The path of self-development is the maturing beyond our egocentric attachments. Correctly identifying existing attachments can be very useful, as it gives us the opportunity to evaluate the fundamental beliefs we hold regarding However, the feeling of offence can only be constructively used when the intellect recognizes that we were/are in fact feeling offended. Often, the emotional agitation triggered from criticism overwhelms us such that we aren't objectively aware of our own state. In this case, we have essentially no capacity for introspective awareness, and thus no capacity to deal with the experience constructively. However, once we recognize and accept our own attachment as the "prime cause" of our distress, we may reflect upon the experience to overcome it. Dealing positively with hurt or offence means investigating the internal cause for it and dealing with what we find there. This process is most productive when the emotional state is sufficiently calm for an unbiased investigation. Therefore, while in some cases this can be done in the moment of offence, it is often better to reflect post hoc.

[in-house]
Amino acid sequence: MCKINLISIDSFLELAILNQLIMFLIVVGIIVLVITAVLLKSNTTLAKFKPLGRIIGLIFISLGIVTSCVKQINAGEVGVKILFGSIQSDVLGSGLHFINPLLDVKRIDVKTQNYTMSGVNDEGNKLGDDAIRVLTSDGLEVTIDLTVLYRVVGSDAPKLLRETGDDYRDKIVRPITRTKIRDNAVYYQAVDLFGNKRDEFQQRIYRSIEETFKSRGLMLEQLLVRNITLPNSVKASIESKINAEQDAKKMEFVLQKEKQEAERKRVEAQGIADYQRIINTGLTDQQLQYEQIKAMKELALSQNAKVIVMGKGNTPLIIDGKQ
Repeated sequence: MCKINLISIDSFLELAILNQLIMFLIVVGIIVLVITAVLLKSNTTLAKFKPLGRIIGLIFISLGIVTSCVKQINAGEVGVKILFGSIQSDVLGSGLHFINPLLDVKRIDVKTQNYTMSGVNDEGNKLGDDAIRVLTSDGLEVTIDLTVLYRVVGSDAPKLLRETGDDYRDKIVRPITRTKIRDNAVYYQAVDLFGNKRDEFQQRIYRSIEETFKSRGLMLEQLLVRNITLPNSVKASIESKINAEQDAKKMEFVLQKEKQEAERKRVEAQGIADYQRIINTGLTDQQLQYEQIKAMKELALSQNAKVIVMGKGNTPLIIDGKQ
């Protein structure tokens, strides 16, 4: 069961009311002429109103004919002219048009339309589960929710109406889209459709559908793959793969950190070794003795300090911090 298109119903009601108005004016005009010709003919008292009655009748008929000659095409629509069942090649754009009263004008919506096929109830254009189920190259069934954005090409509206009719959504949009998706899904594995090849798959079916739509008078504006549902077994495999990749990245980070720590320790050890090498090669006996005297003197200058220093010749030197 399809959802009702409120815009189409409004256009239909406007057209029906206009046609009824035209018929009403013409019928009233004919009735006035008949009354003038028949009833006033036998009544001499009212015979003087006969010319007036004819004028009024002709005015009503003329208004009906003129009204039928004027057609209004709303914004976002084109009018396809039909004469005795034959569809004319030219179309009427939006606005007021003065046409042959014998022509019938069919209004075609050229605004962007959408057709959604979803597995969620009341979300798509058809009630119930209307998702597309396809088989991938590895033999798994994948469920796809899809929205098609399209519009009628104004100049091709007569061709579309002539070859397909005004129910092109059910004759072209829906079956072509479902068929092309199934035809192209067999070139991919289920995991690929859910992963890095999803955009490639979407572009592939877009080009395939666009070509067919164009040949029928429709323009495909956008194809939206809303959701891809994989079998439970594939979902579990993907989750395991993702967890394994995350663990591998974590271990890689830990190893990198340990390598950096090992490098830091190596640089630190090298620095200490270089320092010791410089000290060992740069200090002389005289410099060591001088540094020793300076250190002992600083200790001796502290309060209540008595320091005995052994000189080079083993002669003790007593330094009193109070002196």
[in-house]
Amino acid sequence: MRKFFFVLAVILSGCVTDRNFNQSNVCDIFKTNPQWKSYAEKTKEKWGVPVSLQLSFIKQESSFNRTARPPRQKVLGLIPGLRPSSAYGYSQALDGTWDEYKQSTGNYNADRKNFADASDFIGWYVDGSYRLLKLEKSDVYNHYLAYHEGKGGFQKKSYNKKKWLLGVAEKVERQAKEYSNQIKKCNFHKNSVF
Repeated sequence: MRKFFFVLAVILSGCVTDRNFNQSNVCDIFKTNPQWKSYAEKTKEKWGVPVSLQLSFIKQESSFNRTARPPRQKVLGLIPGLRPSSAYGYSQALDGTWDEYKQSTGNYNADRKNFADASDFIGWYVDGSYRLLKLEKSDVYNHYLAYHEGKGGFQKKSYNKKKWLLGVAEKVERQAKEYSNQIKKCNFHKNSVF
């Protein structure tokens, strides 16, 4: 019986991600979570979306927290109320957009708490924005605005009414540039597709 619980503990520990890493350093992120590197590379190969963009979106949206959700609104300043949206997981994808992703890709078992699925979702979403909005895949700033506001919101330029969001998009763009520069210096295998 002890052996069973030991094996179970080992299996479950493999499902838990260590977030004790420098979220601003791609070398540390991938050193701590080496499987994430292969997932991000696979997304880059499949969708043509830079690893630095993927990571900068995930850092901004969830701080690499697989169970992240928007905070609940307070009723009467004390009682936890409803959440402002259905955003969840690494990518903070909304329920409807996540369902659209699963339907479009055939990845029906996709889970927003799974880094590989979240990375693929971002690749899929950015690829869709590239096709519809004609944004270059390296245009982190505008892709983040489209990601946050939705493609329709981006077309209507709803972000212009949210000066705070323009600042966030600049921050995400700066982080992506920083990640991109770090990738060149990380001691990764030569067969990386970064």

We can start by briefly reviewing the experience to establish the external trigger for offence: What was said or done to trigger the mind's feeling of being offended? Clearly understanding the trigger can give us a good starting point to determine the object of our attachment from the numerous possible options. Thus we continue to investigate: What are the attachments that could cause this offence? What am I attached to? Once identified, we can question the object-of-attachment itself, establishing a more realistic perspective on its importance and role: What role does this object/being play in life? How important is my relationship to it? What does it bring me, and at what cost? What is more important than this? Finally, we can redirect our attention towards an . The intellect visualizes living without attachment to the object, being established in a more mature attitude towards it. In essence, we imagine we would like to have done if we could re-live the experience: How would I react internally and respond to this criticism if I was not attached? What does greater maturity look like?